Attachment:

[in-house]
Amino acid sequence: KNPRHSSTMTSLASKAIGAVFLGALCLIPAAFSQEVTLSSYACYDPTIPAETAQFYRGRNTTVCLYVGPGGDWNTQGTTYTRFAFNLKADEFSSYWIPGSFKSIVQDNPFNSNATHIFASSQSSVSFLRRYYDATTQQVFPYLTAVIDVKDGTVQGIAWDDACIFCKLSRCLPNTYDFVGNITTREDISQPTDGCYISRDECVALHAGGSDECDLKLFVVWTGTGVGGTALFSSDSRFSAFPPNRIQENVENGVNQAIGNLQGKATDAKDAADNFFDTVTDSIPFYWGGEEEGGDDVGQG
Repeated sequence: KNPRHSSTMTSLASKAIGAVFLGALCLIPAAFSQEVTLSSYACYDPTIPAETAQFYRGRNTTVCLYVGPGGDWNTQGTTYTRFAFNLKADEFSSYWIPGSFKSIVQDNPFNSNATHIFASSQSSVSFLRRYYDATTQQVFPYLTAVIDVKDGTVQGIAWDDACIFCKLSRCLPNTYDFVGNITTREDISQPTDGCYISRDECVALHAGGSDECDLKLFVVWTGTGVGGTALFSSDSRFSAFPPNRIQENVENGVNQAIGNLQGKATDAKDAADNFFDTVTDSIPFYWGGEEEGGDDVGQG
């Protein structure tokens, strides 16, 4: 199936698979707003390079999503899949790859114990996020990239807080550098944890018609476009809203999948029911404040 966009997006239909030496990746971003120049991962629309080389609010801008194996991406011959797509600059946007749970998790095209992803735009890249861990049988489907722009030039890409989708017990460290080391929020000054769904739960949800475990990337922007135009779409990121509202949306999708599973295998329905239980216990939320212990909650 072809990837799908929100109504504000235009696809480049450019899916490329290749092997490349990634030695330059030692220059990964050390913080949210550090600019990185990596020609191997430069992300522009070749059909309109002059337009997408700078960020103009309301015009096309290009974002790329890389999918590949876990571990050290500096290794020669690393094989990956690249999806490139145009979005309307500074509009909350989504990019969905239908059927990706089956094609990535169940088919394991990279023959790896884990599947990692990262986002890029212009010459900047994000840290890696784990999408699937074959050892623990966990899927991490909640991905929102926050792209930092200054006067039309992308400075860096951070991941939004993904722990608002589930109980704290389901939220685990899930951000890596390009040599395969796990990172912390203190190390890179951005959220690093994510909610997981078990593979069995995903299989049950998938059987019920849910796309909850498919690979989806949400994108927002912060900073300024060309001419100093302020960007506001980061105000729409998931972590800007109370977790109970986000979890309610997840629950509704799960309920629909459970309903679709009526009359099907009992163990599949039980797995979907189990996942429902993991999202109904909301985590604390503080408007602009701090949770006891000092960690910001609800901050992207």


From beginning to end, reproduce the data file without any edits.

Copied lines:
[in-house]
Amino acid sequence: KNPRHSSTMTSLASKAIGAVFLGALCLIPAAFSQEVTLSSYACYDPTIPAETAQFYRGRNTTVCLYVGPGGDWNTQGTTYTRFAFNLKADEFSSYWIPGSFKSIVQDNPFNSNATHIFASSQSSVSFLRRYYDATTQQVFPYLTAVIDVKDGTVQGIAWDDACIFCKLSRCLPNTYDFVGNITTREDISQPTDGCYISRDECVALHAGGSDECDLKLFVVWTGTGVGGTALFSSDSRFSAFPPNRIQENVENGVNQAIGNLQGKATDAKDAADNFFDTVTDSIPFYWGGEEEGGDDVGQG
Repeated sequence: KNPRHSSTMTSLASKAIGAVFLGALCLIPAAFSQEVTLSSYACYDPTIPAETAQFYRGRNTTVCLYVGPGGDWNTQGTTYTRFAFNLKADEFSSYWIPGSFKSIVQDNPFNSNATHIFASSQSSVSFLRRYYDATTQQVFPYLTAVIDVKDGTVQGIAWDDACIFCKLSRCLPNTYDFVGNITTREDISQPTDGCYISRDECVALHAGGSDECDLKLFVVWTGTGVGGTALFSSDSRFSAFPPNRIQENVENGVNQAIGNLQGKATDAKDAADNFFDTVTDSIPFYWGGEEEGGDDVGQG
């Protein structure tokens, strides 16, 4: 199936698979707003390079999503899949790859114990996020990239807080550098944890018609476009809203999948029911404040 966009997006239909030496990746971003120049991962629309080389609010801008194996991406011959797509600059946007749970998790095209992803735009890249861990049988489907722009030039890409989708017990460290080391929020000054769904739960949800475990990337922007135009779409990121509202949306999708599973295998329905239980216990939320212990909650 072809990837799908929100109504504000235009696809480049450019899916490329290749092997490349990634030695330059030692220059990964050390913080949210550090600019990185990596020609191997430069992300522009070749059909309109002059337009997408700078960020103009309301015009096309290009974002790329890389999918590949876990571990050290500096290794020669690393094989990956690249999806490139145009979005309307500074509009909350989504990019969905239908059927990706089956094609990535169940088919394991990279023959790896884990599947990692990262986002890029212009010459900047994000840290890696784990999408699937074959050892623990966990899927991490909640991905929102926050792209930092200054006067039309992308400075860096951070991941939004993904722990608002589930109980704290389901939220685990899930951000890596390009040599395969796990990172912390203190190390890179951005959220690093994510909610997981078990593979069995995903299989049950998938059987019920849910796309909850498919690979989806949400994108927002912060900073300024060309001419100093302020960007506001980061105000729409998931972590800007109370977790109970986000979890309610997840629950509704799960309920629909459970309903679709009526009359099907009992163990599949039980797995979907189990996942429902993991999202109904909301985590604390503080408007602009701090949770006891000092960690910001609800901050992207």